And forgive us our debts, as we also have forgiven our debtors. (Matthew 6:12)
Then his lord summoned him and said to him, ‘You wicked servant! I forgave you all that debt because you besought me; and should not you have had mercy on your fellow servant, as I had mercy on you?’ And in anger his lord delivered him to the jailers, till he should pay all his debt. So also my heavenly Father will do to every one of you, if you do not forgive your brother from your heart.” (Matthew 18: 33-35)
When the Apostle Peter asks Jesus, “Lord, how often shall my brother sin against me, and I forgive him?”, Jesus replies by telling the parable of the king who wishes to settle accounts with his servants (Matthew 18:21-35). Jesus says this settling of accounts is what it will be like in the kingdom of heaven. The surprise of the parable is that the king is incredibly forgiving, canceling the enormous debt simply because the servant asks for patience from his lord. Note that the servant asks only for more time to repay, but the Lord forgives the entire debt! But that is not the end of the parable, for the story goes on with a lesson that in the same way that the Lord forgives our debts to Him, so we are to forgive those indebted to us. If we fail to forgive those indebted to us, we too will have to repay all our debts to God. Biblical scholar Nathan Eubank comments on the parable and Christ’s words that the unforgiving person will be incarcerated until he repays his entire debt. Some see this as a reference to or threat of eternal punishment.
Jesus’ warning ‘Truly I say to you, you will certainly not go out from there until you repay the last penny‘ is an illuminating parallel of 18: 34. There is no question here of a debt that is too large to repay, only that one’s entire debt must be repaid before ‘you go out from there.’ In spite of this, however, commentators still almost universally assume that verses 25-26 refer to never-ending punishment. Gundry, for instance, writes that ‘failure to make things right with a brother in the church falsifies profession of discipleship and lands a person in hell, the prison of eternally hopeless debtors…’ Yet, both here and in 18: 34 Jesus’ warning seems to indicate that imprisonment will last until the debt is paid. It is worth exploring the possibility that Matthew is saying that it is possible to repay debts from prison, that is, from Gehenna.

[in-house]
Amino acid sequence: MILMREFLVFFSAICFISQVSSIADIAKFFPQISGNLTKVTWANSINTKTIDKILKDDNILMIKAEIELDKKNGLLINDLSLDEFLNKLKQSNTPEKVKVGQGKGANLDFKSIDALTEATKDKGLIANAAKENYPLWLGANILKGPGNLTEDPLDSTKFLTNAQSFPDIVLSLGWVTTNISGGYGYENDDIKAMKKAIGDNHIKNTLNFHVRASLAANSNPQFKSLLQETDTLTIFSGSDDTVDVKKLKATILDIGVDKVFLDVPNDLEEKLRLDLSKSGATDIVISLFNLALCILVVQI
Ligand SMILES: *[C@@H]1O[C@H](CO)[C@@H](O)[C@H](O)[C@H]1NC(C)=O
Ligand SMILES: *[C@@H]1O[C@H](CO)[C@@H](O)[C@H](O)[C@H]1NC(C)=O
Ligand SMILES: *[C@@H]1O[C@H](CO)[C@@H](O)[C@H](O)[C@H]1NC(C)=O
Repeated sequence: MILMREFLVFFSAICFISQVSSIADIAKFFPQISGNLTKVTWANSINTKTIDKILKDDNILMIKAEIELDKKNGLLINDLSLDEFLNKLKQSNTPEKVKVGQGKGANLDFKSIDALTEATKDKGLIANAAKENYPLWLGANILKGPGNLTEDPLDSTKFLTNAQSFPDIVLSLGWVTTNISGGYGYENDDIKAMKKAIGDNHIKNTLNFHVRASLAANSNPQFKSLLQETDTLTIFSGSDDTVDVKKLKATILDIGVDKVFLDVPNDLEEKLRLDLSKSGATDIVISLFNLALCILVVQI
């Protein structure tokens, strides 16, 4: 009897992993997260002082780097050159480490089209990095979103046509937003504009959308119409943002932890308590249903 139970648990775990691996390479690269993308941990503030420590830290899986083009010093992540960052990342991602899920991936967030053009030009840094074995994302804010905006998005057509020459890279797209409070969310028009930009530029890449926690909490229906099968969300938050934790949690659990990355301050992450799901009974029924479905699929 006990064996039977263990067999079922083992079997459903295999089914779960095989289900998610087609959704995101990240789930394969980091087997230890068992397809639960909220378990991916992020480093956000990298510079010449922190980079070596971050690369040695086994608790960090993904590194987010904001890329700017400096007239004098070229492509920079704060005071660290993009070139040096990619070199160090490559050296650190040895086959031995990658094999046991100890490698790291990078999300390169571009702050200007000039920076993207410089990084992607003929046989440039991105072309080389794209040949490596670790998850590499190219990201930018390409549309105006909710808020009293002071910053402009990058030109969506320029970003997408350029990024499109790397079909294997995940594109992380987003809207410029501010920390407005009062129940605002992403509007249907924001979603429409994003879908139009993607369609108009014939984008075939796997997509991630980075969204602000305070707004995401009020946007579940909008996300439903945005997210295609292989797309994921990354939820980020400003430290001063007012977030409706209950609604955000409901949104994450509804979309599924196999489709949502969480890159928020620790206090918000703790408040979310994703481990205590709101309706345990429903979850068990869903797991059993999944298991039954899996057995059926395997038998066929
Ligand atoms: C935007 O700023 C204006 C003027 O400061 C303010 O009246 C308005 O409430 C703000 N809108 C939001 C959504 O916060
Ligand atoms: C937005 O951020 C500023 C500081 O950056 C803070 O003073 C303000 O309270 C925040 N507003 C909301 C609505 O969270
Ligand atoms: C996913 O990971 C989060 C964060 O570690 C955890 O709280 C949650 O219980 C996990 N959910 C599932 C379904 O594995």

According to both Greek and Roman sources, debt was the commonest reason for imprisonment in antiquity, including first- century Palestine. The purpose of such imprisonment was not purely punitive but coercive. That is, incarceration was intended to compel debtors to produce any hidden funds they might have, and, should that fail, to incite friends or family to pay the ransom – that is, to pay the debt. Physical torments added further incentive. When the debt was paid prisoners were released. For modern biblical scholars the image of someone being confined until he ‘repays the last penny’ may evoke images of everlasting damnation, but Matthew’s audience would have thought first of prisons which were for the most part ‘temporary holding cells in which offenders, and these mainly debtors, endured brief stays.’
Just as debtor’s prison was intended to be a temporary means of facilitating the repayment of debt, Gehenna was sometimes thought of as a temporary place of chastisement. … Gehenna was sometimes viewed as a place where redemptive suffering takes place, a process of purification which is compared to refining metal in fire (Zechariah 13:9). . . . Second Maccabees 12 shows that there existed the belief that some kind of atonement could take place after death and prior to the resurrection well before the late first century CE. when Matthew was written. (WAGES OF CROSS-BEARING AND DEBT OF SIN, pp 59-59)
As Eubanks shows, the parable is not necessarily talking about eternal punishment for sinners, but more of a temporary purgatory for working off one’s debt before one is released into the kingdom. For us, it is a parable telling us to be merciful to others because God is merciful to us.
Biblical scholar Roberta Bondi notes:
It is often, for example, a sense of God’s forgiving presence right now, at the time of looking within ourselves, that illumines for us how far we may be from truly forgiving a person who has injured us. (TO LOVE AS GOD LOVES, p 84)